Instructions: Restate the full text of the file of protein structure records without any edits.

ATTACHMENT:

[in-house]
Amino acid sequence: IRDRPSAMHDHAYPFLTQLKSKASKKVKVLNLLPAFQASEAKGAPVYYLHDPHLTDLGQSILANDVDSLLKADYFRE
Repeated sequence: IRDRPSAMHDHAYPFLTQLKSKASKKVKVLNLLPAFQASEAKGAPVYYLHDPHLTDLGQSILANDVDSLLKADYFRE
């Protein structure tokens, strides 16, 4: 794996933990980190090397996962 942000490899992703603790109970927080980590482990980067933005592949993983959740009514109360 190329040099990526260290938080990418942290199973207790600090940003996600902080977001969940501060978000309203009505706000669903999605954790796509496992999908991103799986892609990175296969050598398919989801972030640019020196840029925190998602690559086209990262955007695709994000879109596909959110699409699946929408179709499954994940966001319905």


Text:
[in-house]
Amino acid sequence: IRDRPSAMHDHAYPFLTQLKSKASKKVKVLNLLPAFQASEAKGAPVYYLHDPHLTDLGQSILANDVDSLLKADYFRE
Repeated sequence: IRDRPSAMHDHAYPFLTQLKSKASKKVKVLNLLPAFQASEAKGAPVYYLHDPHLTDLGQSILANDVDSLLKADYFRE
């Protein structure tokens, strides 16, 4: 794996933990980190090397996962 942000490899992703603790109970927080980590482990980067933005592949993983959740009514109360 190329040099990526260290938080990418942290199973207790600090940003996600902080977001969940501060978000309203009505706000669903999605954790796509496992999908991103799986892609990175296969050598398919989801972030640019020196840029925190998602690559086209990262955007695709994000879109596909959110699409699946929408179709499954994940966001319905």